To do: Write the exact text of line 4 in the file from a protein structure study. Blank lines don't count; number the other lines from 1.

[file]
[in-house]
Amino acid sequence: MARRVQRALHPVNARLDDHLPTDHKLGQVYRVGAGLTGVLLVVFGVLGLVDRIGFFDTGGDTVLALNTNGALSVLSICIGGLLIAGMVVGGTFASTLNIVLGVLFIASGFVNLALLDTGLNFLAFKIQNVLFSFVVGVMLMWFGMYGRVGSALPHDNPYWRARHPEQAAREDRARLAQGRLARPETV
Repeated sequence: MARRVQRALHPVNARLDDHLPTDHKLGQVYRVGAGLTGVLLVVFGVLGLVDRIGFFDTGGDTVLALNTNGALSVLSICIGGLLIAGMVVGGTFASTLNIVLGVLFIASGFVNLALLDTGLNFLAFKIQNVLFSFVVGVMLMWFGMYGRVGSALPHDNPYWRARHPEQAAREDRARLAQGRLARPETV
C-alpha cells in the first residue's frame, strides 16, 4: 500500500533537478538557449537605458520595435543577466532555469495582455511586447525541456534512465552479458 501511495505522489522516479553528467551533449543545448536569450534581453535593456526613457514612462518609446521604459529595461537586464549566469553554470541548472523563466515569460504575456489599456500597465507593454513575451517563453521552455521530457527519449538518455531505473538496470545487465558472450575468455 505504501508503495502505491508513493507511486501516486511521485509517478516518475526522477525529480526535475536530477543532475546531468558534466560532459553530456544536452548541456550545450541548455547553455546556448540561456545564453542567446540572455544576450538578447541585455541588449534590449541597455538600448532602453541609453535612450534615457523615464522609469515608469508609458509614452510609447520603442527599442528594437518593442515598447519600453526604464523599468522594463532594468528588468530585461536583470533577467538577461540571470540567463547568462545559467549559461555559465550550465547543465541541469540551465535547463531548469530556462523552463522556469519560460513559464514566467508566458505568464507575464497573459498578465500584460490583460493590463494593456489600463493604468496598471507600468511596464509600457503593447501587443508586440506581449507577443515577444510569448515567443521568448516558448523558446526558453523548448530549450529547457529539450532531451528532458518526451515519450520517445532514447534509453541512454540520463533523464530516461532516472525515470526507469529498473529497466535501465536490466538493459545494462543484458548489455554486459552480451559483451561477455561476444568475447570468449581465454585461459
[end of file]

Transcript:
C-alpha cells in the first residue's frame, strides 16, 4: 500500500533537478538557449537605458520595435543577466532555469495582455511586447525541456534512465552479458 501511495505522489522516479553528467551533449543545448536569450534581453535593456526613457514612462518609446521604459529595461537586464549566469553554470541548472523563466515569460504575456489599456500597465507593454513575451517563453521552455521530457527519449538518455531505473538496470545487465558472450575468455 505504501508503495502505491508513493507511486501516486511521485509517478516518475526522477525529480526535475536530477543532475546531468558534466560532459553530456544536452548541456550545450541548455547553455546556448540561456545564453542567446540572455544576450538578447541585455541588449534590449541597455538600448532602453541609453535612450534615457523615464522609469515608469508609458509614452510609447520603442527599442528594437518593442515598447519600453526604464523599468522594463532594468528588468530585461536583470533577467538577461540571470540567463547568462545559467549559461555559465550550465547543465541541469540551465535547463531548469530556462523552463522556469519560460513559464514566467508566458505568464507575464497573459498578465500584460490583460493590463494593456489600463493604468496598471507600468511596464509600457503593447501587443508586440506581449507577443515577444510569448515567443521568448516558448523558446526558453523548448530549450529547457529539450532531451528532458518526451515519450520517445532514447534509453541512454540520463533523464530516461532516472525515470526507469529498473529497466535501465536490466538493459545494462543484458548489455554486459552480451559483451561477455561476444568475447570468449581465454585461459